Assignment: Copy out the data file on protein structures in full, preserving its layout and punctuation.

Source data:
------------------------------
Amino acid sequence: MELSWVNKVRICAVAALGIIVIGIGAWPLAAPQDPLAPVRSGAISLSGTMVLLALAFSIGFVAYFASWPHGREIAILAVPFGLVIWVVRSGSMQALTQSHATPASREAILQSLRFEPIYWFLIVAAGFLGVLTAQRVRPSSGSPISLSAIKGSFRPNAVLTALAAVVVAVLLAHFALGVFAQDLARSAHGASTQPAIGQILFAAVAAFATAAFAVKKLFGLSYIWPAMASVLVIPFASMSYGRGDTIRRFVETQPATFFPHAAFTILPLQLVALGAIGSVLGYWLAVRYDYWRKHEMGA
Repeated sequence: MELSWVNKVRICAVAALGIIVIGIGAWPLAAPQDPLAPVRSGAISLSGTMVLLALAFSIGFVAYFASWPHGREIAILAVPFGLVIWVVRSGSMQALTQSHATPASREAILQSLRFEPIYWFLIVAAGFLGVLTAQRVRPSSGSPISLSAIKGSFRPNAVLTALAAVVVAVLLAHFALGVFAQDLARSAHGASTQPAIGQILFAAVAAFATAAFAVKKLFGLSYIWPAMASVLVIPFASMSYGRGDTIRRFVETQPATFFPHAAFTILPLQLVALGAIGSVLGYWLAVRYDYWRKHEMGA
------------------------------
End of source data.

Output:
Amino acid sequence: MELSWVNKVRICAVAALGIIVIGIGAWPLAAPQDPLAPVRSGAISLSGTMVLLALAFSIGFVAYFASWPHGREIAILAVPFGLVIWVVRSGSMQALTQSHATPASREAILQSLRFEPIYWFLIVAAGFLGVLTAQRVRPSSGSPISLSAIKGSFRPNAVLTALAAVVVAVLLAHFALGVFAQDLARSAHGASTQPAIGQILFAAVAAFATAAFAVKKLFGLSYIWPAMASVLVIPFASMSYGRGDTIRRFVETQPATFFPHAAFTILPLQLVALGAIGSVLGYWLAVRYDYWRKHEMGA
Repeated sequence: MELSWVNKVRICAVAALGIIVIGIGAWPLAAPQDPLAPVRSGAISLSGTMVLLALAFSIGFVAYFASWPHGREIAILAVPFGLVIWVVRSGSMQALTQSHATPASREAILQSLRFEPIYWFLIVAAGFLGVLTAQRVRPSSGSPISLSAIKGSFRPNAVLTALAAVVVAVLLAHFALGVFAQDLARSAHGASTQPAIGQILFAAVAAFATAAFAVKKLFGLSYIWPAMASVLVIPFASMSYGRGDTIRRFVETQPATFFPHAAFTILPLQLVALGAIGSVLGYWLAVRYDYWRKHEMGA